Also called Opus Reticulatum, a type of facing used on ancient Roman concrete or mortared rubbled walls. Reticulated work began to appear during the late Roman Republic and became widespread by the reign of Augustus. Prior to this, most facing used an irregular patchwork called opus incertum. Reticulated work looks like a diagonal checkerboard with its square stones set in a lozenge fashion, separated by fine joints. The stones are about 10 cm square and extend into the wall for 20 to 25 cm. The name is derived from the Latin rete, "net," because the wall surface has the appearance of a fishing net.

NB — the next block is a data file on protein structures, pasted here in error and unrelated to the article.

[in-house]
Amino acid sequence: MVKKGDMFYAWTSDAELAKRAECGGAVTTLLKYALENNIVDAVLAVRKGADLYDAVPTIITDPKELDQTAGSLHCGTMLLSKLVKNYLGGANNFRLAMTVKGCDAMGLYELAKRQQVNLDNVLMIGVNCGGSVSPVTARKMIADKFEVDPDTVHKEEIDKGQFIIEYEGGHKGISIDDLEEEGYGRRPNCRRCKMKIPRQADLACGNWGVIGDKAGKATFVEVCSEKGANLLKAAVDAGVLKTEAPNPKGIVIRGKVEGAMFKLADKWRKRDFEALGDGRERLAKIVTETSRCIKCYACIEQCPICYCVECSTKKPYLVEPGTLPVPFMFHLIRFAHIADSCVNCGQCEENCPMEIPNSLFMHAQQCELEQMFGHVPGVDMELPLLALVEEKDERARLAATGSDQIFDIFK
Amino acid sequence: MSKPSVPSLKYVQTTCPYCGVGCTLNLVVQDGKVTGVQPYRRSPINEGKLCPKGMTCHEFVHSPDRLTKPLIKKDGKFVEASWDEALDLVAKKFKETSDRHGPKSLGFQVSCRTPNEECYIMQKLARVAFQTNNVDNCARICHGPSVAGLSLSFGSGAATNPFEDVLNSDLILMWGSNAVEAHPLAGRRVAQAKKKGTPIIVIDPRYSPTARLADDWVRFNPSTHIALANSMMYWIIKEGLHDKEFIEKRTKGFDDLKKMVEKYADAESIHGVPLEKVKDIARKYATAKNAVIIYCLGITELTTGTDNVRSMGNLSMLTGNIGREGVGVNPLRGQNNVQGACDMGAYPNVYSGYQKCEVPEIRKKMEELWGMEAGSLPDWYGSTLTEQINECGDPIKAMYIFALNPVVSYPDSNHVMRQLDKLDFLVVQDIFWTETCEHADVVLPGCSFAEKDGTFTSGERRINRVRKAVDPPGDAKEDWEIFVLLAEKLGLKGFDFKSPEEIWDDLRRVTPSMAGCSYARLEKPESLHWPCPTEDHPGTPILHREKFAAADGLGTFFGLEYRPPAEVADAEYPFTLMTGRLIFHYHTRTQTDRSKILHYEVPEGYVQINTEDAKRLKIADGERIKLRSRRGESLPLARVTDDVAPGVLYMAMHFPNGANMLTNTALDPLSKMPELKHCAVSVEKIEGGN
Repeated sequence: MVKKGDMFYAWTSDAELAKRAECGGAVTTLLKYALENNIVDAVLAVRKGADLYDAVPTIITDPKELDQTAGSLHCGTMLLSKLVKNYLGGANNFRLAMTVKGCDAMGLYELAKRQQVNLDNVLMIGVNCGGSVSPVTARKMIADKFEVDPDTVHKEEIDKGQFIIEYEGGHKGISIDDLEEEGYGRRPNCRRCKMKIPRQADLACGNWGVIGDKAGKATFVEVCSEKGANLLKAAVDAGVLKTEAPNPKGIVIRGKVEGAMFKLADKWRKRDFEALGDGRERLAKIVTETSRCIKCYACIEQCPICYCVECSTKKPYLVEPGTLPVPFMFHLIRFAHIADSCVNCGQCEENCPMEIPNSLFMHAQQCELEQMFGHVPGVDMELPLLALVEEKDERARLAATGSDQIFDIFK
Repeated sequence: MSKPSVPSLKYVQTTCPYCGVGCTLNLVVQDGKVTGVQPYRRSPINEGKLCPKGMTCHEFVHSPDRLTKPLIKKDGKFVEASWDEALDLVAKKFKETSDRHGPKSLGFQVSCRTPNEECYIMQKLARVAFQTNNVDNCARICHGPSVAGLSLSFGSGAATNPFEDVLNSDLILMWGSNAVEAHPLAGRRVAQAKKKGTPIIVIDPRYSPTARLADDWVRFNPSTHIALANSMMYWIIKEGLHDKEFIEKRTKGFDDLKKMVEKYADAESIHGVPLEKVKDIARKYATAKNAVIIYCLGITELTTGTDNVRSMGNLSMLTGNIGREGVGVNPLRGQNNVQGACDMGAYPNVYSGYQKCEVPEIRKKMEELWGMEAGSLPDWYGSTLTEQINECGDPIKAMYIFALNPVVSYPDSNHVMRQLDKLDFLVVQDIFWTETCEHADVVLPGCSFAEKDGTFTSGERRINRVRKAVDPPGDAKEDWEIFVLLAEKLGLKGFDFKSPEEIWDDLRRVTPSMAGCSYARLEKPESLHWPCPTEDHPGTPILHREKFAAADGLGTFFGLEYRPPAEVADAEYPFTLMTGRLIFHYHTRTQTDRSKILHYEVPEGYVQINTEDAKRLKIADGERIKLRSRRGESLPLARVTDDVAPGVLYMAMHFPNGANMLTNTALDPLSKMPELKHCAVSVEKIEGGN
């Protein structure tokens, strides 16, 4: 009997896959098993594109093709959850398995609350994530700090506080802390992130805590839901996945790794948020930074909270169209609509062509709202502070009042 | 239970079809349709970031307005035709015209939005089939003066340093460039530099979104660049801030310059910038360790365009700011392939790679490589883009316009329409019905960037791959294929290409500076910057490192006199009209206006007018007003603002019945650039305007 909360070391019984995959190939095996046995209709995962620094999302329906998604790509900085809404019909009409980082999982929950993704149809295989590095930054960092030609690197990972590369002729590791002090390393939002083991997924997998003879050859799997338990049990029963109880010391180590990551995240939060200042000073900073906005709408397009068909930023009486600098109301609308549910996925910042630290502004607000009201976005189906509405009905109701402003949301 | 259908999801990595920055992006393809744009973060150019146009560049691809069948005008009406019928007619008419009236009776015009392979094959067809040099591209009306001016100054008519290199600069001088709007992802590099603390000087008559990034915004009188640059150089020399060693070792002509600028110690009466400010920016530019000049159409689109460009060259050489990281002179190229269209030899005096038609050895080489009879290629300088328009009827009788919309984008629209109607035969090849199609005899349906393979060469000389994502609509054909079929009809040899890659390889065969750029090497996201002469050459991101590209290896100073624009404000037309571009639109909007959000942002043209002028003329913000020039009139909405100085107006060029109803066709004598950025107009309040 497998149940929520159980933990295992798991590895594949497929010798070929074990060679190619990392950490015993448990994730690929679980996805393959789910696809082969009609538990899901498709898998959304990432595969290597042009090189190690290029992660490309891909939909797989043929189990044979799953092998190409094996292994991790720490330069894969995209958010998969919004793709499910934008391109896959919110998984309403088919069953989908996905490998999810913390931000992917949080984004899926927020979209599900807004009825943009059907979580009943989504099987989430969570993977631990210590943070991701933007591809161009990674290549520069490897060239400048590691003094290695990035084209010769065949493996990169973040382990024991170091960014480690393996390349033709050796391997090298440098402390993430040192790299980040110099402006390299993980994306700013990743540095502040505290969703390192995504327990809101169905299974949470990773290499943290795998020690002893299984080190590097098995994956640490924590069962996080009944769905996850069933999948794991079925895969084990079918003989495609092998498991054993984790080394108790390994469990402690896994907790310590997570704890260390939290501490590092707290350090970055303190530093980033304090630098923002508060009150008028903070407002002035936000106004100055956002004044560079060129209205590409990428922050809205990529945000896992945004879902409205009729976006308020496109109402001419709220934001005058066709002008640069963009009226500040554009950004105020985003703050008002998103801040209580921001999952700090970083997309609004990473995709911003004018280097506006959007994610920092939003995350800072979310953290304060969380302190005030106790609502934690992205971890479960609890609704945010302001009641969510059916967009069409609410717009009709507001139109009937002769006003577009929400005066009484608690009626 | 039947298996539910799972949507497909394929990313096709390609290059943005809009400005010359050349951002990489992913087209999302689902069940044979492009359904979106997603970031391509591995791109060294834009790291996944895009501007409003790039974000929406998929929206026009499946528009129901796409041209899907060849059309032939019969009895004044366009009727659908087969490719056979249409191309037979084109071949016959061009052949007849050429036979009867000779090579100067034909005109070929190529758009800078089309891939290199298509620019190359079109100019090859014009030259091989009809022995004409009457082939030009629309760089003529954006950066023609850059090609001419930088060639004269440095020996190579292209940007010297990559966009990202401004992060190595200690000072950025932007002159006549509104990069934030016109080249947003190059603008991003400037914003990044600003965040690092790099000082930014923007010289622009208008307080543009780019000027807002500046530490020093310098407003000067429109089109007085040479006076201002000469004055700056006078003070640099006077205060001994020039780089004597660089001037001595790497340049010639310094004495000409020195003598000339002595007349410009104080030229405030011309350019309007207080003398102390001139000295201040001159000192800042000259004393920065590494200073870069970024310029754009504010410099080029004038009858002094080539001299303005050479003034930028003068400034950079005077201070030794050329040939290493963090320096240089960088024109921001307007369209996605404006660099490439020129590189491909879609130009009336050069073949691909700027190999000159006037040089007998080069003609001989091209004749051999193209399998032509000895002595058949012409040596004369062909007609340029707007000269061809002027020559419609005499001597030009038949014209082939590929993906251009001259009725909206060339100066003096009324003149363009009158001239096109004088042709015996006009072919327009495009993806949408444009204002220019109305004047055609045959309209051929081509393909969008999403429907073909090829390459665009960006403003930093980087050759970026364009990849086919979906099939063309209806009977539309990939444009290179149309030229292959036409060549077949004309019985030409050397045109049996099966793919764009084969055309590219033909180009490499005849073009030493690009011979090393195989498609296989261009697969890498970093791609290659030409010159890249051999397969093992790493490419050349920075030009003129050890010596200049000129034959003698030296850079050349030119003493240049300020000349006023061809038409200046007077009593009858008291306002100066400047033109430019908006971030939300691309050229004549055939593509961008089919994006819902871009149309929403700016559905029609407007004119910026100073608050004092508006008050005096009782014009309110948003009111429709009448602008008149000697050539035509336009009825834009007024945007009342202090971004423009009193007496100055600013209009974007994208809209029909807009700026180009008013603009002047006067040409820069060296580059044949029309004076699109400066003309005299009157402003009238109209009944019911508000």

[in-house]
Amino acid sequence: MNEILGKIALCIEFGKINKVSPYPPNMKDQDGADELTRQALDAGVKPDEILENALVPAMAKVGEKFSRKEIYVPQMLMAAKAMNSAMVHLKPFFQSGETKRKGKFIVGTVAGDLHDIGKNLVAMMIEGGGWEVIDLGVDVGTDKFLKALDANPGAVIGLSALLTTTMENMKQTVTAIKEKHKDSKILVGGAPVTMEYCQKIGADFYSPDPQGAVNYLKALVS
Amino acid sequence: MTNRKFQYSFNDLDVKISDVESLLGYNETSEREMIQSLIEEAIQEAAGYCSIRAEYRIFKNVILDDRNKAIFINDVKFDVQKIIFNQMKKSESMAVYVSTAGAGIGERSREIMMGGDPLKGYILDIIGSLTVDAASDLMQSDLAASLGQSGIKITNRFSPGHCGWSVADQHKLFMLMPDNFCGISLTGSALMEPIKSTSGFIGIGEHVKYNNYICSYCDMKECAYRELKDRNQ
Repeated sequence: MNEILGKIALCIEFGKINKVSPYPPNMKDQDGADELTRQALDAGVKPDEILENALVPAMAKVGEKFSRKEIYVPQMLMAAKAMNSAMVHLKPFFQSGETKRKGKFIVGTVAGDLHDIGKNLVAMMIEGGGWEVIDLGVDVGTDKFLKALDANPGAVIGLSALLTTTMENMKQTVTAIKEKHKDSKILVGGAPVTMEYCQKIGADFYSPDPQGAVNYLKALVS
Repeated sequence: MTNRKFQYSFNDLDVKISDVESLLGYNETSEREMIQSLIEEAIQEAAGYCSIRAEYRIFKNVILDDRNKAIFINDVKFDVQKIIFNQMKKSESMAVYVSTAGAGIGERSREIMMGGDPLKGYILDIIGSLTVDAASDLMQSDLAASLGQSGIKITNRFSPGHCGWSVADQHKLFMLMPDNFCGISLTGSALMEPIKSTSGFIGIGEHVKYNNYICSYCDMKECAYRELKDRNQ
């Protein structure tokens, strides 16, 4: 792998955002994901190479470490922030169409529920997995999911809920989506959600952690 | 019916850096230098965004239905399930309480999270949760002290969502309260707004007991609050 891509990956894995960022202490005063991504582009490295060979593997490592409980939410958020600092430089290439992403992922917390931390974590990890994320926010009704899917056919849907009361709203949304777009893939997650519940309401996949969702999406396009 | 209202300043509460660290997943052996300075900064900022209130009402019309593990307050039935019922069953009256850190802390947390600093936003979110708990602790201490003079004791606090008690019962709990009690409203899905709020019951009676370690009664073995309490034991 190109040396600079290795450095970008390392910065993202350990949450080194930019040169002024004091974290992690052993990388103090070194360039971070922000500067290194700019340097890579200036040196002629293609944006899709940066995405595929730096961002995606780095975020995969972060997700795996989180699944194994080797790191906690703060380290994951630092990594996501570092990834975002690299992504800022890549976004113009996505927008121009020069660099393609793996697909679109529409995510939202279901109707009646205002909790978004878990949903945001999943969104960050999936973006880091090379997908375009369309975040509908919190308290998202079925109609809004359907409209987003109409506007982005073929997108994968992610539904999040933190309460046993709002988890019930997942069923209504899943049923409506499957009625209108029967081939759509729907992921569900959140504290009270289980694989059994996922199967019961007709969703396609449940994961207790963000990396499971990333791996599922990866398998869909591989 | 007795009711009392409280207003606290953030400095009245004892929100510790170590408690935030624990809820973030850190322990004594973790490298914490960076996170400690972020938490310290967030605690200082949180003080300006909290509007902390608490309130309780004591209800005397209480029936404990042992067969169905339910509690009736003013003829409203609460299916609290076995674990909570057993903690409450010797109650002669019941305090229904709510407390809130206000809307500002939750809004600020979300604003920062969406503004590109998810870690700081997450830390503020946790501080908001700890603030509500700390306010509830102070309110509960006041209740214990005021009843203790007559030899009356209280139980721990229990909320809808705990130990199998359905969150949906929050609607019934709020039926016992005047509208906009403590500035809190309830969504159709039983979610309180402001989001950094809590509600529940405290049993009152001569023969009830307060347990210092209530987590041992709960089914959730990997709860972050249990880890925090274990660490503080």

Examples of this style of facing may be seen at Ostia, in the Piazzale of the Corporations where tufa reticulate masonry forms the wall of a Roman guild office; on the terraces of the country villa built by Herod the Great at Jericho, Jordan; and at Rome in the wall of the Mausoleum of Augustus. Reticulated work was replaced by a type of brick wall-facing called opus testaceum, which became the most common method in the imperial era.